Teaching for Epistemological Change: Self-Direction through Self-Assessment

Teaching for Epistemological Change: Self-Direction through Self-Assessment

Gloria Nogueiras (University of Alcalá, Spain), David Herrero (University of Alcalá, Spain) and Alejandro Iborra (University of Alcalá, Spain)
DOI: 10.4018/978-1-5225-0531-0.ch011


As higher education teachers, the authors are committed to supporting students in their epistemological development, specifically in their transition towards self-direction. In this chapter, they share their experience of using self-assessment in a Teacher Training Degree course as a way to both enhance self-direction and assess its development. A thematic analysis of the self-assessments of a sample of 30 students is carried out, and four themes are identified: 1) the degree of authorship, 2) the degree of elaboration, 3) “taking notice of” subtle levels of analysis, and 4) the identification of temporal milestones throughout the course. These themes enable a different pattern of mental complexity to be identified, a complexity which is understood as evidence of students' different degrees of self-direction. The findings are discussed in the light of developmental constructivist theories. In addition, some implications for education regarding the current debates on self-assessment literature are presented.
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The deepest order of change that human beings are capable of demonstrating is epistemological change. A change in epistemology means transforming one’s way of experiencing the world. (Keeney, 1983, p.7).

Nowadays society requires individuals to have complex personal and interpersonal competences in order to be successful workers, learners, and citizens (Drago-Severson, 2011; Kegan, 1994; King & Siddiqui, 2011). These demands, which involve being adaptable, reflective, autonomous, self-regulated and capable of communicating and co-operating with others (Dochy, Segers, & Buehl, 1999), are underlain by the need for individuals to develop increasingly complex ways of knowing. That is to say, by the need to experience what has been termed as epistemological development (Kegan, 1994; Mezirow, 2000; Taylor & Cranton, 2013).

From an educational perspective, the challenges and supports needed to enhance such epistemological development are not provided by transmission-oriented approaches, which usually put the emphasis on students’ reproducing factual knowledge (Gow & Kember, 1990). In this sense, higher education involves new challenges for the students, such as the demand to be more autonomous and active learners (Pérez, Shim, King, & Baxter-Magolda, 2015). Some educational practices that have shown to promote more independent ways of learning are the following: engagement in research, service learning, intergroup dialogue and active pedagogies that include self-assessment procedures (Kuh, Kinzie, Schuh, Whitt, & Associates, 2005).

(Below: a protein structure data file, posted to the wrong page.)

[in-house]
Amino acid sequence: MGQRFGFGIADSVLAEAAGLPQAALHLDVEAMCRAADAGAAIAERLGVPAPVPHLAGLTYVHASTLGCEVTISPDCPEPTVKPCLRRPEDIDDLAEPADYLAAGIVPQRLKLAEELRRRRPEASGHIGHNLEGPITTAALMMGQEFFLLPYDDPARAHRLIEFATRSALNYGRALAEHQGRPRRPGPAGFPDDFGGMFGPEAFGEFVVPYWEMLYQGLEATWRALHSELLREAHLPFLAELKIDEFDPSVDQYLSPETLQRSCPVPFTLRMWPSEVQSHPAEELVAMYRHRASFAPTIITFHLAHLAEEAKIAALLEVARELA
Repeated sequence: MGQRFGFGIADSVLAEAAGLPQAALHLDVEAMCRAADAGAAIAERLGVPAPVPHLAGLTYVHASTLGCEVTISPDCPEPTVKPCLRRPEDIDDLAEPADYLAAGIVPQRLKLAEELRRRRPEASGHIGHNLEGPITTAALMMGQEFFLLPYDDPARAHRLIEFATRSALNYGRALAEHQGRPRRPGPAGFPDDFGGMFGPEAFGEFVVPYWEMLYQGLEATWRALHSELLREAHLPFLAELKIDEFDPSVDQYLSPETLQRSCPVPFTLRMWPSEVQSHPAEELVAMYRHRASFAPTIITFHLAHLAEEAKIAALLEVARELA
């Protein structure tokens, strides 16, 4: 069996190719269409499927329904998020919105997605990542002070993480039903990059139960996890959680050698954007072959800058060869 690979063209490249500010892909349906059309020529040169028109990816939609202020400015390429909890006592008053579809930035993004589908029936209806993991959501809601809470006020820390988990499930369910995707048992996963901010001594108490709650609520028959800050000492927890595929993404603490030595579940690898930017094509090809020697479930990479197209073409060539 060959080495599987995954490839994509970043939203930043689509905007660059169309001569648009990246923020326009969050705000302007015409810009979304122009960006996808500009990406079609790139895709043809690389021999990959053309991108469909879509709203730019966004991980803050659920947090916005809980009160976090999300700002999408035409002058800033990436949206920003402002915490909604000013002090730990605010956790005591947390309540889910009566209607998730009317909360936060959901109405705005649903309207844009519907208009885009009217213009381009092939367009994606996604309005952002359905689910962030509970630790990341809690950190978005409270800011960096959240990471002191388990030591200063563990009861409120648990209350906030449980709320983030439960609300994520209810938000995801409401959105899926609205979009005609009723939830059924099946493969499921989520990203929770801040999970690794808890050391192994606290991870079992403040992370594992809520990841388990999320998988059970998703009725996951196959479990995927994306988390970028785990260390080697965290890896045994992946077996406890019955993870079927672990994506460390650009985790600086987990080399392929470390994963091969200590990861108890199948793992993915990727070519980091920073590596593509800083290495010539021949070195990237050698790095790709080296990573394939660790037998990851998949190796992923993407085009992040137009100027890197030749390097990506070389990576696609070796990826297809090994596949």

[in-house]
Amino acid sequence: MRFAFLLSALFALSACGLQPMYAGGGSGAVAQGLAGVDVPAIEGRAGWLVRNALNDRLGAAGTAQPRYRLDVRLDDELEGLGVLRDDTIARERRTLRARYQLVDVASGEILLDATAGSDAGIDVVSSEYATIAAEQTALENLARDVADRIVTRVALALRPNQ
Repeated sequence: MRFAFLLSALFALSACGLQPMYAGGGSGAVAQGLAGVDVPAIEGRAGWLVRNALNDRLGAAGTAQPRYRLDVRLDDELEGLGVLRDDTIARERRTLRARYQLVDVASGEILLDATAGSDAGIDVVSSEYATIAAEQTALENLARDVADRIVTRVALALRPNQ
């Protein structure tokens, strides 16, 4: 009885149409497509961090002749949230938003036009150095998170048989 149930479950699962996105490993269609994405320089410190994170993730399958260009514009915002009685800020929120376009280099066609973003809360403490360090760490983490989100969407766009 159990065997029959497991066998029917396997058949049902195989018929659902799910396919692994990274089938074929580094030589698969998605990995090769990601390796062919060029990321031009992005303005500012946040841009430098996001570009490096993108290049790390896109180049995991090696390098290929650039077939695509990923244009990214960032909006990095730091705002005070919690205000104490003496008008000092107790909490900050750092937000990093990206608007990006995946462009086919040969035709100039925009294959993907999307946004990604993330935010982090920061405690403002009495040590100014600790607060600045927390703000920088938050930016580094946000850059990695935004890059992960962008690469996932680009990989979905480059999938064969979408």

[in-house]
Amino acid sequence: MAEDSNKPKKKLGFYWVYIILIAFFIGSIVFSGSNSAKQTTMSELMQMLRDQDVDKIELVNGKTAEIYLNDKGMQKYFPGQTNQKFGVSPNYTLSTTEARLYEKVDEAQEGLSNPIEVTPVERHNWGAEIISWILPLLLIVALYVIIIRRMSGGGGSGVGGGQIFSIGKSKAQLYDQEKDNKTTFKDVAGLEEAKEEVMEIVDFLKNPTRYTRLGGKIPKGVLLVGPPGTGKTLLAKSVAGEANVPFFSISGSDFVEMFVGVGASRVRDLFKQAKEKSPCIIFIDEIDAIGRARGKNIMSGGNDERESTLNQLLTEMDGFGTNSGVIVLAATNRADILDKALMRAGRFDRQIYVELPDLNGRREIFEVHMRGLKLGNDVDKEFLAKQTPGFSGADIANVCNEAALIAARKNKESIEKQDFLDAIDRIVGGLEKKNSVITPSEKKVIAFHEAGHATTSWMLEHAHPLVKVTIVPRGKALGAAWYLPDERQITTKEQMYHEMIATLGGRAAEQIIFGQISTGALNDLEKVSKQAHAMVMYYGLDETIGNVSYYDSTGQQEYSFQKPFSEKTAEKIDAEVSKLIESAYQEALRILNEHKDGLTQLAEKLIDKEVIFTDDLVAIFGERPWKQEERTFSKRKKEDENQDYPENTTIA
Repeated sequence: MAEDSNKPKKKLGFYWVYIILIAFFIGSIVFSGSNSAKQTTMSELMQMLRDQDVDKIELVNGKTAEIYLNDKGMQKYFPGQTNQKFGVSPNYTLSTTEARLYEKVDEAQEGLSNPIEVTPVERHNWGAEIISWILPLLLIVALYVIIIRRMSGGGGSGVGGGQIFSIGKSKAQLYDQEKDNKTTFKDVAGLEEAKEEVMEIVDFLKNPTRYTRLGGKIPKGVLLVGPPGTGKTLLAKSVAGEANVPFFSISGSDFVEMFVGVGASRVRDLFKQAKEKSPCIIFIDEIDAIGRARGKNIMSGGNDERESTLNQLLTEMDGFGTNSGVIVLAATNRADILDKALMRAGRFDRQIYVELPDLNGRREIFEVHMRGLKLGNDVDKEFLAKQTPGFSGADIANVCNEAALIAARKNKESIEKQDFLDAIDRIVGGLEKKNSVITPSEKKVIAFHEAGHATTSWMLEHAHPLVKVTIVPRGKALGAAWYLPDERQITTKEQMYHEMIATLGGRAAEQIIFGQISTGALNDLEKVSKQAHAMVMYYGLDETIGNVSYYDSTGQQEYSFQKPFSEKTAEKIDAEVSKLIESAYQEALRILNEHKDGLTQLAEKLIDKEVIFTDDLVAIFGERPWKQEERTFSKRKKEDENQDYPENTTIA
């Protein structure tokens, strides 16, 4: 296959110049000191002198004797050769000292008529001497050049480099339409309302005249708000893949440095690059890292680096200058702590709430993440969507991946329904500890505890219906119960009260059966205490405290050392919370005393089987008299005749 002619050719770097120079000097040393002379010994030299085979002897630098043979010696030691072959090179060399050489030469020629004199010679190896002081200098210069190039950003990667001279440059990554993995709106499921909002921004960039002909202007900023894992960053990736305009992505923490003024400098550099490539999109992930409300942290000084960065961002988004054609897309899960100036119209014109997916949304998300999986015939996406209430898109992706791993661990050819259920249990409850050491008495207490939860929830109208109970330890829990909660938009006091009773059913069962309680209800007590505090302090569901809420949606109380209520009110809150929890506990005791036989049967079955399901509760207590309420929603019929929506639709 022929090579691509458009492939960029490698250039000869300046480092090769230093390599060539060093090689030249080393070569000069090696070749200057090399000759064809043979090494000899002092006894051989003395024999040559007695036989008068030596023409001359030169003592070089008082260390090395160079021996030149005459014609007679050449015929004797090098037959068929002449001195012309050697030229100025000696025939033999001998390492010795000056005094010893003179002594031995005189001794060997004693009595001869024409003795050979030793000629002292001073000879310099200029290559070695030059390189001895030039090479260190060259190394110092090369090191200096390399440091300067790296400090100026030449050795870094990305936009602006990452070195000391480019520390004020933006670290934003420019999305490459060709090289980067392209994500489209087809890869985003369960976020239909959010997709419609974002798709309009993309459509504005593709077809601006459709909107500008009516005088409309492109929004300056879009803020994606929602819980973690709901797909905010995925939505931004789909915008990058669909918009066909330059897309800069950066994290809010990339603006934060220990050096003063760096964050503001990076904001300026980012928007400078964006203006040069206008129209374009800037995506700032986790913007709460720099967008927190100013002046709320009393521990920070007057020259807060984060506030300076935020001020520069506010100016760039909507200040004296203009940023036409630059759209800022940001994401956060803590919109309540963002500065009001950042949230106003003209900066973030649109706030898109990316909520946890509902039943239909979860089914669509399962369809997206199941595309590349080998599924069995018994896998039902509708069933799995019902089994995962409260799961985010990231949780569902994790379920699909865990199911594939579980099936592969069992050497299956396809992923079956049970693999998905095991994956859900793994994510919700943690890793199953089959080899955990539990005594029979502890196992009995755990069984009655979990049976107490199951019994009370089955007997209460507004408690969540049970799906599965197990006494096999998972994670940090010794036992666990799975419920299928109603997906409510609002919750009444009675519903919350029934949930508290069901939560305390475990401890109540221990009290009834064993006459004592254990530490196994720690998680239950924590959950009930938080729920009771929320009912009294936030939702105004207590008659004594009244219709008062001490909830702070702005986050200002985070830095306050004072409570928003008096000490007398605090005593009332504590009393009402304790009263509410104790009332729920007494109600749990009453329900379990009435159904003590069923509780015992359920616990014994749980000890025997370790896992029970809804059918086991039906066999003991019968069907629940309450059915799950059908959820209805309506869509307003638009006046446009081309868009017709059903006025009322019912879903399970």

Self-assessment, widely recognised as a challenge for higher education students, could be a good candidate to foster their epistemological development. As defined by Boud (1995), this kind of formative assessment has become more frequent in the context of higher education. Although self-assessment has been traditionally identified as a practice aimed at improving learners’ assessment of their own competence and performance in the process of learning a discipline (Boud, 1995), recent investigations associate self-assessment with the enhancement of students’ metacognitive competence (Mok, Lung, Cheng, Cheung, & Ng, 2006). In addition to this, self-assessment has also been related to the promotion of lifelong learning (Boud, 1995) and self-regulation (Pintrich & Zusho, 2002). However, few studies include students’ development explicitly within the scope of self-assessment. With the exception of works like Yorke’s (2003), self-assessment is still understood as a competence instead of as a qualitative change in the way of making sense of one’s experience.

In this regard, we posit that a theory of formative assessment should include knowledge related to learning and assessment, but also to students’ development. As Yorke (2003, p. 487) states, “a formal assessment task is constructed by the assessor, bearing in mind the structure and progression of the subject discipline(s) involved, an appreciation of the sequencing of intellectual and moral development progression of students (...), and a knowledge of the current level of intellectual development of his or her students” (emphasis ours).

This conception of self-assessment as a developmental resource fits with a constructivist approach to learning. From this perspective, learning involves a change not only in what we know, but also in how we know. This is the core idea of theories such as Transformative Learning, which depicts learning as a process of examining, questioning, and revising our understandings, assumptions and expectations about the world in the light of new experiences which might challenge our previous assumptions and guide future action (Mezirow, 2000). In this sense, transformative learning involves an epistemological change rather than a mere change in behavioural or competence repertoires, or an increase in the quantity of knowledge (Kegan, 2000).

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